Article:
Writing may be a solitary business, but getting your book published certainly isn't. This morning aspiring authors heard from some of the top editors in the publishing industry in an intensely focused writer session. And then it was onto the packed agents panel, after lunch. Agents including Laura Bradford of the Bradford Literary Agency, Jessica Faust of the BookEnds Literary Agency, and Kevan Lyon of the Marsal Lyon Literary agency were among those on the panel giving their advice and answering questions. (For a complete list of the agents at the panel, check at the bottom of this blog!) Author Mia Marlowe moderated as agents talked about their role in the publishing industry.
During the panel, the agents discussed the importance of not following the trends in publishing reminding the audience that they work well ahead of what books are currently hitting the shelves. Agent Andrew Zack advised, "If you're not already writing what's hot, you're probably too late." But Miriam Kriss suggested that aspiring authors shouldn't be afraid to break out of the norm, reminded us that Laurel K. Hamilton's novels were originally categorized as horror novels until the Urban Fantasy genre emerged to make a space for writing that sounds like hers.
Sarah Heller suggested that there's no problem in breaking through traditional genre barriers as long as you are both "willing to do [the work] and you have an affinity for [what you're writing]." Her example with the historical romance author who was willing to research how long it would take to travel cross-country by donkey in the 1800s.
And all of the agents agree that you should write what you know. Miriam Kriss came right out and said, "Most of us live in New York. Don't write New York badly because we'll know." And the other agents on the panel agreed and chimed up that they live all across the country so it is really important to research what you are writing about. Kriss advised, "Google is your friend, use street views!"
When someone in the audience asked the agents if they would prefer to work with an author's entire body of work or just project-by-project, most agents said that they'd rather be the author's only agent. Laura Bradford says otherwise it can easily become a case of "too many cooks" and Jim McCarthy would also prefer to be an author's only representative. But all the agents agreed that it was important not to limit yourself when you are searching for an editor. Don't turn down someone because they only focus in one genre and you want to write across many. Says Jessica Faust, "When submitting as an aspiring author focus on the book you are submitting." And Miriam Kriss added, "We don't take people on for a book or a project - we take you on for your career." Jim McCarthy summed it up nicely, "I know agents kind of have a reputation for being bloodsucking money whores but no one here got into this business as a fast track to easy money ... everybody has projects they are particularly passionate about." The agent/author bond is a tight one because this is the fearless defender of your work, and many times the first person, other than you to do everything they can to get your book to the reading public.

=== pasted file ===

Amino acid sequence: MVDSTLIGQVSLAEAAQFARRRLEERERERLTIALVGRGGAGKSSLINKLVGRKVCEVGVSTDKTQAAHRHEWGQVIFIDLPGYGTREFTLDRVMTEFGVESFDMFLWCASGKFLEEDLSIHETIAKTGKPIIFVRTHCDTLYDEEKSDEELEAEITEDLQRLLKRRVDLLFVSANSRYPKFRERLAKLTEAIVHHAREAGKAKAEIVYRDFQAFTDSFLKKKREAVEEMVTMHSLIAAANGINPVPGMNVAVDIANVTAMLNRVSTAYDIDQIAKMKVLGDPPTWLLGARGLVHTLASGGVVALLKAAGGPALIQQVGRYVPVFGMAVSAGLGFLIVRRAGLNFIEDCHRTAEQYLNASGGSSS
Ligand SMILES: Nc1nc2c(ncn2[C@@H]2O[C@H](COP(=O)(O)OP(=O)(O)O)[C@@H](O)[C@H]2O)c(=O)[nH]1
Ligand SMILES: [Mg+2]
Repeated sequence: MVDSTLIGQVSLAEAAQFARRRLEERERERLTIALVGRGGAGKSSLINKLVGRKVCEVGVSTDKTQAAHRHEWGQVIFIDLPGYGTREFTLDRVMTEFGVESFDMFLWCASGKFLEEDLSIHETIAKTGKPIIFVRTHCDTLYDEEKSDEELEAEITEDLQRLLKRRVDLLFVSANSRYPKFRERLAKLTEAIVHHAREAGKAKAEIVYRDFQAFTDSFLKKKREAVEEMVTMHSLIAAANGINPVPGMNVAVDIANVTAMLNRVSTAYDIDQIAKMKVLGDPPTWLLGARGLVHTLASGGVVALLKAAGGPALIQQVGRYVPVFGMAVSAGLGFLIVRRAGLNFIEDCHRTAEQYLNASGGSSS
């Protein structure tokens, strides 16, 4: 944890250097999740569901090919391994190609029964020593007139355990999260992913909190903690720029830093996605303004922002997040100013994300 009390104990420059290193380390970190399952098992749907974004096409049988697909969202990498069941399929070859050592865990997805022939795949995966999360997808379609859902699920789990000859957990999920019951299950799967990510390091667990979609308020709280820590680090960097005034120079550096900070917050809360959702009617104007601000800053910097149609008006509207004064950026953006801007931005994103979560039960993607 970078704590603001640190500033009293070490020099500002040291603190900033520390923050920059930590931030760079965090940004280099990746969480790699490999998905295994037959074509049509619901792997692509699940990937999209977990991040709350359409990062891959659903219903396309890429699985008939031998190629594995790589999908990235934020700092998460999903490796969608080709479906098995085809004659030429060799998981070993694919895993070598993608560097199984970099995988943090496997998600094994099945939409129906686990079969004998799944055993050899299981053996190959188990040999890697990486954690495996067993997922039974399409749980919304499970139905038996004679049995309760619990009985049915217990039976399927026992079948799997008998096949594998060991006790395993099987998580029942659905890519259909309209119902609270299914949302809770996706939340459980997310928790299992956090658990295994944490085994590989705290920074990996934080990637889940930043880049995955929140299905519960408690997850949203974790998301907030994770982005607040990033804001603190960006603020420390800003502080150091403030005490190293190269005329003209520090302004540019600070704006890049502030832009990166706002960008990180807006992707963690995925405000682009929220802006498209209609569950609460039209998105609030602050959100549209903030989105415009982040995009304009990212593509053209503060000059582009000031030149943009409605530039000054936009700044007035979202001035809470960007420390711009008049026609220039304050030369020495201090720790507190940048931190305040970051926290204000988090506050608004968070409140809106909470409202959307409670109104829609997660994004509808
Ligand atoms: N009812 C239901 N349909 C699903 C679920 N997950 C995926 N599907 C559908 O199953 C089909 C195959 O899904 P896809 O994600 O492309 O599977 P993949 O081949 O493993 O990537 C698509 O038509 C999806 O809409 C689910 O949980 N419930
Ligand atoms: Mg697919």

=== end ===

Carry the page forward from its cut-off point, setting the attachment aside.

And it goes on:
The agents also touched on the importance of their role in today's changing publishing industry. Said Meredith Smith, "It's the Wild Wild West of online marketing going on." She shared how her company had brought on a full-time brand manager to come onboard in order to help one of their authors re-brand themselves in order to make the transition from the inspirational market to mainstream publishing. Eric Ruben said that despite dying bookstores and new frontiers of the publishing landscape, "new books are always going to sell". He spoke about how the agent's primary objective remains finding an author's story the right publisher. And he likened the search to dating. But suggested that authors think about "who would you like to have with you [in the long run]. This partnership is like a marriage." This is a sentiment that Andrew Zack agreed with. He cautioned, "[when] agent/editor relationships end it will probably feel like a divorce to both of you." His statement had everyone nodding.
But what I found to be a very helpful moment in the discussion was that with fifteen agents sitting on today's panel, Agent Eric Ruben was very frank in saying, "you're going to have heard as many opinions as there are people here, write the best book you can ... care mostly about your writing."
I went into the panel thinking that this might not be very relevant to me because I am not ready to look for an agent. However, the agents were so insightful that I now feel more inspired than ever to consider trying to get published in the future!
The complete list of agents who attended the panel: Laura Bradford (Bradford Literary Agency), Jessica Faust (BookEnds Literary Agency), Diana Fox (Fox Literary, LLC), Sarah Heller (Helen Heller Agency, Inc.), Saritza Hernandez (Lori Perkins Lit. Agency), Miriam Kriss (Irene Goodman Literary Agency), Kevan Lyon (Marsal Lyon Literary Agency), Jim McCarthy (Dystel & Goderich Agency), Nicole Resciniti (The Seymour Agency), Eric Ruben, Esq. (Attorney and Literary Agent), Meredith Smith (Creative Trust), Rebecca Strauss (McIntosh & Otis, Inc.), Suzie Townsend (FinePrint Lit. Management) and Andrew Zack (Zack Company)
For an audio version of this panel, visit www.ConferenceRecording.com. And for more tips for aspiring authors you can check out our coverage of today's Editor Panel or visit the Aspiring Author section on our website!